Unlike cattle, lamb in the U.S. is primarily raised on pastures. As a result, the meat is more flavorful but less uniformly tender than beef. The fat content and quality of lamb will also vary depending on your access to a butcher or what's available at your grocery store. Lean cuts like leg of lamb will especially benefit from a marinade, so let the meat sit with ingredients that act as natural tenderizers. 

Acidic foods like lemon juice, wine, and vinegar help break down tough proteins, and yogurt is used around the world as a marinade for lamb, particularly before grilling. It adds moisture and fat to the meat, as well as lactic acid. You can also use fruit-based meat tenderizers like pineapple, kiwi, fig, or mango. Raw papaya doesn't add any flavor, so it works with many marinades. These fruits contain enzymes called proteases that break down protein chains. Many are acidic too, so the enzymes and acids act together to tenderize meat. Use fruit juices as a liquid component in your marinade, or puree whole fruit and blend it with herbs and spices.

When using natural tenderizers, be careful not to marinate for more than a couple of hours, as the meat will eventually turn mushy and unpleasant. For larger cuts of lamb, marinating overnight is okay; score the meat so the marinade can penetrate all the way through.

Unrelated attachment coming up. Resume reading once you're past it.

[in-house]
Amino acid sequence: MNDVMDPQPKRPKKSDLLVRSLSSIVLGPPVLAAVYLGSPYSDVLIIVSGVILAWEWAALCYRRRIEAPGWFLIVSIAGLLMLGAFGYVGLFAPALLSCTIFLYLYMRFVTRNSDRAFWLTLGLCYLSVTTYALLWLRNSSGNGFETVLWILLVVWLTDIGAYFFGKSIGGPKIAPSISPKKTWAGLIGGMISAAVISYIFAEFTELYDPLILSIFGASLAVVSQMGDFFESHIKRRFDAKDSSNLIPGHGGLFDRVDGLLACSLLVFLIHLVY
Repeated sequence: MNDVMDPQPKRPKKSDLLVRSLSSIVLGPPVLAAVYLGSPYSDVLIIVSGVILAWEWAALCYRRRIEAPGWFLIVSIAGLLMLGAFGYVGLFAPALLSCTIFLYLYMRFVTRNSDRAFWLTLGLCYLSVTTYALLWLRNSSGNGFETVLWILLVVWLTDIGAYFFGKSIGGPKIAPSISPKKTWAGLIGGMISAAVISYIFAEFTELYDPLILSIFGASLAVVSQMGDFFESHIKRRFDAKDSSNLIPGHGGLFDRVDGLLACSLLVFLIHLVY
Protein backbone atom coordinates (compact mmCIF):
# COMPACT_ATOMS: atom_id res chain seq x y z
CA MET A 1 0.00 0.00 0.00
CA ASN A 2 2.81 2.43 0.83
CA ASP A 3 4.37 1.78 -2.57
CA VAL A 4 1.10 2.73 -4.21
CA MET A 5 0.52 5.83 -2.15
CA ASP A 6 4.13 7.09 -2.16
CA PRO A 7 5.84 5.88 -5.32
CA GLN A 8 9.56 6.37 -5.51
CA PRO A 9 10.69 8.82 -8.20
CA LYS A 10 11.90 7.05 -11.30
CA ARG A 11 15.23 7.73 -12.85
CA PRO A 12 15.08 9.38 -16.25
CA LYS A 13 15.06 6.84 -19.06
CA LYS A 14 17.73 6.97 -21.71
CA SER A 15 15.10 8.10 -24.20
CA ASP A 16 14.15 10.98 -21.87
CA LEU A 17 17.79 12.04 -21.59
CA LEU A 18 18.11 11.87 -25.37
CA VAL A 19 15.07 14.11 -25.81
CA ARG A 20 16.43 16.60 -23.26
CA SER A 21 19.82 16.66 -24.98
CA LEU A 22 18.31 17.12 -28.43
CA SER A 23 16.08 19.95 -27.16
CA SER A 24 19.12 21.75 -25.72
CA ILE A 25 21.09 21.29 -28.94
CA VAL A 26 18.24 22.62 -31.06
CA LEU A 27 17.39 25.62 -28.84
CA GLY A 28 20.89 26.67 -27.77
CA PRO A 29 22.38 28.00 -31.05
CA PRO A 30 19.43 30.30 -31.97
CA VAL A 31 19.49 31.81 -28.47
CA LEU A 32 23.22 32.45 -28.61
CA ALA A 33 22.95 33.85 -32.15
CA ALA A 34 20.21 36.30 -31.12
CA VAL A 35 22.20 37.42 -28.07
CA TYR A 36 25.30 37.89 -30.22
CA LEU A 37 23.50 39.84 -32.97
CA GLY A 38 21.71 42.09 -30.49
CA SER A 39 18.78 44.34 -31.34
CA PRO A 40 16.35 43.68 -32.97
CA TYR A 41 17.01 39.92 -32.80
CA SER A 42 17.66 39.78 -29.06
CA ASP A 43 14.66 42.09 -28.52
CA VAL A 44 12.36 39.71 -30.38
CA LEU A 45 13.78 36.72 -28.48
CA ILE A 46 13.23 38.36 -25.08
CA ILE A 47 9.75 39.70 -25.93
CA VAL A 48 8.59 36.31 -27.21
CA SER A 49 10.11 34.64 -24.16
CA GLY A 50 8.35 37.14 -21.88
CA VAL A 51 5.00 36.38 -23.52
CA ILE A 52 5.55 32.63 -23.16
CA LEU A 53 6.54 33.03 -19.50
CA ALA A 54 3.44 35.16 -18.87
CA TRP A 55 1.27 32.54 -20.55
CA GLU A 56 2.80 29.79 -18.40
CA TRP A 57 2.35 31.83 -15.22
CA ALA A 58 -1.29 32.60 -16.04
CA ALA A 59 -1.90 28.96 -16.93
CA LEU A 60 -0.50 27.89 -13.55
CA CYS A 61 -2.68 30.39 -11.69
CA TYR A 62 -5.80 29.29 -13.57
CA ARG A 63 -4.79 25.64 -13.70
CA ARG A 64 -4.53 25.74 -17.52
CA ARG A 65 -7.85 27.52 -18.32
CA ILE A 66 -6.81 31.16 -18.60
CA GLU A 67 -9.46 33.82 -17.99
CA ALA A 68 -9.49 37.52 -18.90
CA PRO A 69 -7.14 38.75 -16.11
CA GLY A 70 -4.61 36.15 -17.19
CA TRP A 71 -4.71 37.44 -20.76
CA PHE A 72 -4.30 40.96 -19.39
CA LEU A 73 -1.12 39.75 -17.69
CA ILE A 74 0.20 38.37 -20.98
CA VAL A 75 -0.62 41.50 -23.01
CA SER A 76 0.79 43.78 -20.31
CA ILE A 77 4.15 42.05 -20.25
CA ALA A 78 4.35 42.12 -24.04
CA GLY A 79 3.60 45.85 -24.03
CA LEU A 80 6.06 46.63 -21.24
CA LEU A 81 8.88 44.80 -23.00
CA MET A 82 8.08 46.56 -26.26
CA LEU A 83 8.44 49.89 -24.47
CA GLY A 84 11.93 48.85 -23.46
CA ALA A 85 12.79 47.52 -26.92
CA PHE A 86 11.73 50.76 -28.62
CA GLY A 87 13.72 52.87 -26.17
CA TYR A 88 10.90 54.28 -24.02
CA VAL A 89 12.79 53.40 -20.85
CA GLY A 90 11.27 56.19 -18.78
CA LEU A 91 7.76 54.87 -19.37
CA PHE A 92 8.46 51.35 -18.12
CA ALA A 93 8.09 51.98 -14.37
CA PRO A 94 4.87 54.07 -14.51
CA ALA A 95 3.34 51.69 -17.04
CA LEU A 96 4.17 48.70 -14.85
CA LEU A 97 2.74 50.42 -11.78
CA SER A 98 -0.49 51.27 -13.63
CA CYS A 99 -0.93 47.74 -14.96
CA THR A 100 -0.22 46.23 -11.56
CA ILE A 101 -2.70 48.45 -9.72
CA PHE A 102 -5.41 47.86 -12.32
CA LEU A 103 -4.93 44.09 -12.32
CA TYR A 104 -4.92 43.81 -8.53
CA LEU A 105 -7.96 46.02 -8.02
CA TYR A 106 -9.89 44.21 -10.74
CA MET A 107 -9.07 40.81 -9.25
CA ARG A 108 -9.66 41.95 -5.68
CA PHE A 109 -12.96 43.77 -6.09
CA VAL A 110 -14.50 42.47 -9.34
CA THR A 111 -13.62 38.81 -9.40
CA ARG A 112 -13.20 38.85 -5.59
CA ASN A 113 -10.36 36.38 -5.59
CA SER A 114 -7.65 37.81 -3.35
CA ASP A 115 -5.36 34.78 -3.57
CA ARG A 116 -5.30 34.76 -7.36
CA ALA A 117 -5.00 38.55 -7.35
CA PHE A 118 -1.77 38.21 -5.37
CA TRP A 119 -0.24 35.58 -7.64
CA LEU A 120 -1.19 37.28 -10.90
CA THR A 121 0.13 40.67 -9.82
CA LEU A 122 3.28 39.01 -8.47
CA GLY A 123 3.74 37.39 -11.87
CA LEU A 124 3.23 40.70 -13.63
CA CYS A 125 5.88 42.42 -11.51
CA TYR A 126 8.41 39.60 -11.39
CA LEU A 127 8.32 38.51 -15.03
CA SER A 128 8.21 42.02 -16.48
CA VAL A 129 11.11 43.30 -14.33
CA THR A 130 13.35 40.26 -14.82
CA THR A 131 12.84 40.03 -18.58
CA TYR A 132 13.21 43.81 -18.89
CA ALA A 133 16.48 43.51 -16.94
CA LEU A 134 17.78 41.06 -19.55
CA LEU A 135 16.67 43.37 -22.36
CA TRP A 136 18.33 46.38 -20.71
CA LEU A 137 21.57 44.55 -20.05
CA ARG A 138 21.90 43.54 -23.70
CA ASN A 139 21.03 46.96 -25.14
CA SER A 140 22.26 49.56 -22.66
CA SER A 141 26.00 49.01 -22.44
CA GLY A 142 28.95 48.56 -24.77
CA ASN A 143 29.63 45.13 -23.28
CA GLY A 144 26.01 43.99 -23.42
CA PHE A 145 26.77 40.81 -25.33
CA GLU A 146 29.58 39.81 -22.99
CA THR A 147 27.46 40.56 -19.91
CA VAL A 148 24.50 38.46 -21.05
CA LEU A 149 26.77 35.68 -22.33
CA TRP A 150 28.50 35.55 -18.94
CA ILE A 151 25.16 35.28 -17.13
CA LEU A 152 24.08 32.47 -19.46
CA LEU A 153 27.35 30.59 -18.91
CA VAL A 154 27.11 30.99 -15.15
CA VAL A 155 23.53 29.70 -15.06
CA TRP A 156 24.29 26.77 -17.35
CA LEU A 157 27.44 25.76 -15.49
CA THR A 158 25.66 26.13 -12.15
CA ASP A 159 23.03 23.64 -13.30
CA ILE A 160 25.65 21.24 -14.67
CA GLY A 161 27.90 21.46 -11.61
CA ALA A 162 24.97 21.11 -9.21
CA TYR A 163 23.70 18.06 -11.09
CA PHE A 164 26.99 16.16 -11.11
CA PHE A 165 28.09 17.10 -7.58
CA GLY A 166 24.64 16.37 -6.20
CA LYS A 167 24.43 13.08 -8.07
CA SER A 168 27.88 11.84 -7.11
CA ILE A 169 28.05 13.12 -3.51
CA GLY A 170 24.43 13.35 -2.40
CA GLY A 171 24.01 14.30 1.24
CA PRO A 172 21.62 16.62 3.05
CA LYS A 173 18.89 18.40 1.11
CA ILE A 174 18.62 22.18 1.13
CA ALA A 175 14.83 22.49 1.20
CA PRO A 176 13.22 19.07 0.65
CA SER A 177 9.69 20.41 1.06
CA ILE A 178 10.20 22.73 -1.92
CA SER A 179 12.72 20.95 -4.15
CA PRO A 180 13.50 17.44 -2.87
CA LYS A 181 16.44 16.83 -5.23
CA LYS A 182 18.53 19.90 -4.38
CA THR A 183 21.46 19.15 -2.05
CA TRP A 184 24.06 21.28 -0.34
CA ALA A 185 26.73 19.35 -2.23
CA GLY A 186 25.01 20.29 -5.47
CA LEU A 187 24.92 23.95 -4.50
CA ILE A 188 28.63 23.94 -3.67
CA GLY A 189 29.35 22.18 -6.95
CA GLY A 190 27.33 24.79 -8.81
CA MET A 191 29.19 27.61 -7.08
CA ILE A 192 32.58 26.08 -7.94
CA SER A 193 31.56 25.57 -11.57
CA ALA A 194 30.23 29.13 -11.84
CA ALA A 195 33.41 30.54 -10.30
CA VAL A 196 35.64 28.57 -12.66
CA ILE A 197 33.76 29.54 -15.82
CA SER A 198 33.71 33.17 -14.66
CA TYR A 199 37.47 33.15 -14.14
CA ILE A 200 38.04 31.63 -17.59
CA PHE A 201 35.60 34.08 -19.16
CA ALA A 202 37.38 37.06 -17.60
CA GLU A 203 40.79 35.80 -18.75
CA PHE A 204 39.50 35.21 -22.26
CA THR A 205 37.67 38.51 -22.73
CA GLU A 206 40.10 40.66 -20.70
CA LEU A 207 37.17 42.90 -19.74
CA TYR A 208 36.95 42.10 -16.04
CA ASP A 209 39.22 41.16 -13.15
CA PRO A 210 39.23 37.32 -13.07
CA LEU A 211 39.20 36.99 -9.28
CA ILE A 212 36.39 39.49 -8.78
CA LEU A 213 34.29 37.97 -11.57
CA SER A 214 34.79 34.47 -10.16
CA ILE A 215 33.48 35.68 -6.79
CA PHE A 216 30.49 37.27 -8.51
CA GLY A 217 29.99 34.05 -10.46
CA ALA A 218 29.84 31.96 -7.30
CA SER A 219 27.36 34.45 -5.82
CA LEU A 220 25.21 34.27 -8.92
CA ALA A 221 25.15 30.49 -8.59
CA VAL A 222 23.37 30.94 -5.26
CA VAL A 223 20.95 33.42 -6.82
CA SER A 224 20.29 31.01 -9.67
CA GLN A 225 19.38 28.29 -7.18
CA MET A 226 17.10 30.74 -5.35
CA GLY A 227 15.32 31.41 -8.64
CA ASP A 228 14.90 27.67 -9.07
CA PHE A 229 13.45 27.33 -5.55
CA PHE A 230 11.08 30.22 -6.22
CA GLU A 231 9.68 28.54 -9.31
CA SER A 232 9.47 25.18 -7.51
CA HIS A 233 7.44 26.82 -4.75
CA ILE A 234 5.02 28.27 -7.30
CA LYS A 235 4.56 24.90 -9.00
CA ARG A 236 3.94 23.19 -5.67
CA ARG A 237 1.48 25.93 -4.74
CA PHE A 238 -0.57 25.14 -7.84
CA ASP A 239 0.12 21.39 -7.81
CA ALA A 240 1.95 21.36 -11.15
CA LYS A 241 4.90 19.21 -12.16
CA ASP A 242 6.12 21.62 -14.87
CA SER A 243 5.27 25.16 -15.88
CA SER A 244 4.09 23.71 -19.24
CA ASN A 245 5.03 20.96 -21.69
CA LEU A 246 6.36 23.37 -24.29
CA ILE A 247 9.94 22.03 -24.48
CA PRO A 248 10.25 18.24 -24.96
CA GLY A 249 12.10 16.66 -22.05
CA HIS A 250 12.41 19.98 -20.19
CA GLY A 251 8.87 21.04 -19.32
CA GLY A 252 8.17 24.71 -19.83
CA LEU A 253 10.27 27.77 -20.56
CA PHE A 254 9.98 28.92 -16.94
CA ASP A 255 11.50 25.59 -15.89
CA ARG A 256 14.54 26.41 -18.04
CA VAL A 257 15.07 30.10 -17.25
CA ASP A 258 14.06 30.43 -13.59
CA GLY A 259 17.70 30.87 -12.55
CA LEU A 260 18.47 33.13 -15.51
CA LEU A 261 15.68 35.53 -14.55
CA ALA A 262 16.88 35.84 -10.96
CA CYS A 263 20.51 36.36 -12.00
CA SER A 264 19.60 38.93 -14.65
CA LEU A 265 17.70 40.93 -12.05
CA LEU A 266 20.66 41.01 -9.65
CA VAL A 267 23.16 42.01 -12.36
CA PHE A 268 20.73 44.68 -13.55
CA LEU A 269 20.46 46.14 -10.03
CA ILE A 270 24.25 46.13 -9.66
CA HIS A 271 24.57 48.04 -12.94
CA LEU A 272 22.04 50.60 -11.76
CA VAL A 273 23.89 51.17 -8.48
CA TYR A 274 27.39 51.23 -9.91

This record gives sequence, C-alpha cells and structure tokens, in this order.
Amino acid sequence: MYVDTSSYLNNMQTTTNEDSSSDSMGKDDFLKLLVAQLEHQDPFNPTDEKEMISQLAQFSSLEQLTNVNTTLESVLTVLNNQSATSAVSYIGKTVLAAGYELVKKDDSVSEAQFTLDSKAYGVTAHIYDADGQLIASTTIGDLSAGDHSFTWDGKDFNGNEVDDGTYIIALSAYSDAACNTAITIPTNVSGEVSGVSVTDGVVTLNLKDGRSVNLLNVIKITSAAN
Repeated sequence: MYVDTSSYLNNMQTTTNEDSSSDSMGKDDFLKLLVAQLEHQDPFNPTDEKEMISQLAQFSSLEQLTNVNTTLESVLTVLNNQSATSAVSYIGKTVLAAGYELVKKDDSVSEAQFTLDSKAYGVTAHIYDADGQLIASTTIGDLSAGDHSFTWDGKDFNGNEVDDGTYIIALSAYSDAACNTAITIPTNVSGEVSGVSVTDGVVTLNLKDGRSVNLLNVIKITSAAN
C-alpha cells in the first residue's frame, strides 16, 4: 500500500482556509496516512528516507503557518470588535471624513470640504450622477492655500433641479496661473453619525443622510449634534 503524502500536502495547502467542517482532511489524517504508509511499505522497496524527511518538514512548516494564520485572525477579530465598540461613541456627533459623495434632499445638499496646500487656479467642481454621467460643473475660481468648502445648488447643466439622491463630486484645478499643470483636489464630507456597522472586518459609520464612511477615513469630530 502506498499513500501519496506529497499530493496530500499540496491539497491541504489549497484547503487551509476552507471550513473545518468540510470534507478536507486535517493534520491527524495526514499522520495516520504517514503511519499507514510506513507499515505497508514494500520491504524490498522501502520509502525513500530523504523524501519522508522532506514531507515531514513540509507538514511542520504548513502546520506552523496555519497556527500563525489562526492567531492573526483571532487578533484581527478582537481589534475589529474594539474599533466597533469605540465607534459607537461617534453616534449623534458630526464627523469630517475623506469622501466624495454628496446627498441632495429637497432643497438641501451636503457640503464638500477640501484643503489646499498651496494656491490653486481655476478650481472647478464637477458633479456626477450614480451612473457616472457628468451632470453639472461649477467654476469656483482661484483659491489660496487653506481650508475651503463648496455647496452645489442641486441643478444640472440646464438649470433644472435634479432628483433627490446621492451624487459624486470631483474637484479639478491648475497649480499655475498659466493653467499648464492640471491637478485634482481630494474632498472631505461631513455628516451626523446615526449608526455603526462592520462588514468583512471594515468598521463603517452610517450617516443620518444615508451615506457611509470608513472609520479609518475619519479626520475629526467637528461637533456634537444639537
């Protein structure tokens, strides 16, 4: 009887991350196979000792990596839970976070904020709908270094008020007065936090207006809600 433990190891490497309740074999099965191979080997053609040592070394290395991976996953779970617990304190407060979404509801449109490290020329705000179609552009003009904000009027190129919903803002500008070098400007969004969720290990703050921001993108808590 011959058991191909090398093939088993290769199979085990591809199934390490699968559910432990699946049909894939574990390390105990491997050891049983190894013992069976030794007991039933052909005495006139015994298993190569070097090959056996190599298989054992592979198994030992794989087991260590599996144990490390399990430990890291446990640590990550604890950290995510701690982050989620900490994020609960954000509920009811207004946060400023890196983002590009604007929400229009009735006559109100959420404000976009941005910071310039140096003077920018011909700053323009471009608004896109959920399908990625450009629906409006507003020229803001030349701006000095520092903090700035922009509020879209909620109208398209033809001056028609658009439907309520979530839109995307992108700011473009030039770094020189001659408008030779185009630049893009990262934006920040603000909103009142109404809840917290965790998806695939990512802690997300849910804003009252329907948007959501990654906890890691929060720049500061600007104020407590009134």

3. Choose the right cut for the right purpose

If you're familiar with beef cuts, you should know that lamb cuts don't translate to the same recipes. Beef steaks are usually cut from the torso of the cow, which produces a wide range of cuts that can be quickly seared. Lamb is a much smaller animal, and torso cuts include ribs and roasting meats. Lamb steaks come from the rump and back legs and are ideal for quick cooking. A beef tenderloin makes a hearty roast dinner for the family, but a lamb tenderloin is a portion for one.

Aside from the cut, it's important to choose lamb from specific sources depending on what you're making. American lamb is milder and fattier, while imports from Australia and New Zealand are leaner and have more flavor. Although all three types of lamb are excellent options for impressive roasts and racks, the imported varieties are better for curries and braises. Meanwhile, mutton, which comes from adult sheep, has a stronger flavor and is harder to find. Learn more about the difference between lamb and mutton.

Your best bet for finding different cuts and varieties of lamb is to ask a butcher. In Caribbean, South Asian, and halal grocers, goat meat is often referred to as lamb or mutton, so double-check what you're getting. Goat is much leaner than lamb, so while it can be a good substitute in curries, stews, kebabs, and pilafs, it's more likely to dry out in a hot oven.

4. Try cooking sous vide